One of the venerable sources of information for labor and employment lawyer’s has been BNA’s Daily Labor Report. I can’t remember when I first started reading it regularly, but it has been a long time. Now it comes neatly to my in box, but back in the old days the paper version was circulated and so for the first few years it was certainly not new news by the time it made it to my desk.
But I was just struck by three stories in yesterday’s publication that are just so telling for employment law practitioners.
The first was a story on an FMLA lawsuit:
Firing After FMLA Request Raises Triable IssuesA tool and die designer for a Wisconsin manufacturer who was fired one work day after he asked for intermittent Family and Medical Leave Act leave to tend to his son’s mental health problems raised triable claims that the company retaliated…
How many times do we see these cases, where suspicious timing is the key. A few years back, I can remember trying a case in New Orleans where an employee had been terminated on his first day back after returning from FMLA leave for a heart condition.
The employer was acting on things that it had uncovered while the manager had been out on leave. That of course didn’t keep opposing counsel from harping on the fact that the timing alone was enough to show it was FMLA retaliation. I expected that from opposing counsel, a little more unnerving was the comment by the Judge that he didn’t understand why big companies, with all their resources, do what they do when they knew that it would get them sued.
Fortunately, the jury understood the employer’s dilemma. If, when we had discovered the issues that ultimately led to the termination while he was out on leave, the company had called him in then, the suit would have been about interfering with his actual leave. And woe to the company if that had exacerbated his heart condition!
Still, timing is always a real danger in these cases.
The second story is just yet another example of the proof of the old adage in our business that no good deed goes unpunished.
Recommendation Letter Saves Fired Professor’s Bias Suit A black University of California professor who alleged that a department director was motivated by racial bias to refuse to reappoint him under a pretext of budget cuts and poor performance can proceed with his race discrimination claim, the…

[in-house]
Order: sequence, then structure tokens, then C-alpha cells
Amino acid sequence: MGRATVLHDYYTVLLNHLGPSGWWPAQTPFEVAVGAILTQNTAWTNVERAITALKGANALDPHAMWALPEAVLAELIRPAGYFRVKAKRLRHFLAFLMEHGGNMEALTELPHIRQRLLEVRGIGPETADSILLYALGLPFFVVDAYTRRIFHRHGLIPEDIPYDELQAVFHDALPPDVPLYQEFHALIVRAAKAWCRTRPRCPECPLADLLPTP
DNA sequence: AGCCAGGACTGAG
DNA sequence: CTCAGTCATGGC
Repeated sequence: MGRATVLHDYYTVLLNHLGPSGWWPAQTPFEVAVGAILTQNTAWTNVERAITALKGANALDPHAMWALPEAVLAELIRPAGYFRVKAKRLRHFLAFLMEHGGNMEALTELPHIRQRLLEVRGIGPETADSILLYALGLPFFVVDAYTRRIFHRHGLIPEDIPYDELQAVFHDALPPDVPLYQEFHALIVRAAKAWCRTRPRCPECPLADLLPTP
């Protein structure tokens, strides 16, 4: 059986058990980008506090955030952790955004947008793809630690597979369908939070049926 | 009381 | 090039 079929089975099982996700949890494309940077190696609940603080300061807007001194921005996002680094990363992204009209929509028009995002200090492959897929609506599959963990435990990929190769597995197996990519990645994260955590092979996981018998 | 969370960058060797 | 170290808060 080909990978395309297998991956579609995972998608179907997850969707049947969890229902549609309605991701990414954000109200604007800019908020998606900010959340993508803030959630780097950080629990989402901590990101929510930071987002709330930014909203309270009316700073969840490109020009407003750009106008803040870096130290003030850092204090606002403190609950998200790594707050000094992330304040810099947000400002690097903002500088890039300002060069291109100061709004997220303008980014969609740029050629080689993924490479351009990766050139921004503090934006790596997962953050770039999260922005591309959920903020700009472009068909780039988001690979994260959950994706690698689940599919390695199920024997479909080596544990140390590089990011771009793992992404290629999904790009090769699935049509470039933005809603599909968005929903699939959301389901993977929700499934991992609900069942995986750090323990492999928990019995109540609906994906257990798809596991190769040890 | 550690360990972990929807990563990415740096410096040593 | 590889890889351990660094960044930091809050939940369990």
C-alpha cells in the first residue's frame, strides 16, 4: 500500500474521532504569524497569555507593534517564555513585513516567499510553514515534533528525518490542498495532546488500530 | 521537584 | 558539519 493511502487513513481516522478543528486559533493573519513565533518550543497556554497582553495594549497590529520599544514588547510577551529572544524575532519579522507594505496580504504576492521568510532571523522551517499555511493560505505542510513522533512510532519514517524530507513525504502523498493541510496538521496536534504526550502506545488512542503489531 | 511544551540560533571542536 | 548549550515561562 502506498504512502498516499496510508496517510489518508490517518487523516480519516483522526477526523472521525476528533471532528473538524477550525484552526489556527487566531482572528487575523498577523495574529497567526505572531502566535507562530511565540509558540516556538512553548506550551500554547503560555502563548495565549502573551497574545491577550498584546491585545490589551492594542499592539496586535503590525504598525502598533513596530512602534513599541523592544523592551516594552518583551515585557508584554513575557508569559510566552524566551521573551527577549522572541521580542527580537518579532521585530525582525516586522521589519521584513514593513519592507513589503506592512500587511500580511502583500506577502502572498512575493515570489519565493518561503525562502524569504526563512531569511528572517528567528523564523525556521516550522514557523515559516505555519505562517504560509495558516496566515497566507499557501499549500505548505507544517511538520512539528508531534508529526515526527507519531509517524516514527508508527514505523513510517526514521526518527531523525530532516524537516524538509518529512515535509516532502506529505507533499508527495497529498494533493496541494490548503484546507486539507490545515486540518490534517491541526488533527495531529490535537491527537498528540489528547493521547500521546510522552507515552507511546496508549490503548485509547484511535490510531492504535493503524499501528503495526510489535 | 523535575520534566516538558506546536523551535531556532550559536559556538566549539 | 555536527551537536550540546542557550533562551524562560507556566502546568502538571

A professor bringing a race claim escapes summary judgment because the department head wrote him a positive letter of reference after telling him he would not be re-appointed because of a budget deficit. The deficit was avoided, others who had also been told they would be let go were not, and Exhibit A is the gracious reference letter.
Finally, a note showing how aggressive governmental agencies have become in at least considering pushing the limits of employer responsibility.
The Occupational Safety and Health Review Commission is requesting briefs from interested parties on a pending case that involves the murder of a health-care worker by a potential client, the commission announced in a statement issued Sept….
Obviously a tragic event where a health care worker is murdered by a psychiatric patient that she had visited at his home on several occasions. The ALJ found the employer was responsible for a general duty violation. The Commission is now seeking briefing from interested parties:
The commission seeks comments on the extent to which a health-care provider should be able to protect its employees from the potential violent acts of third parties, and whether an employer’s failure to do so should be considered a violation of the general duty clause (29 U.S.C. § 654(a)(1)).
Amazing at how just one day’s post can hit so many of the things I have learned over the past 40 years.
It remains to be seen how much longer I will be learning these lessons from The Daily Labor Report, but it certainly has been a major source of information for a long time.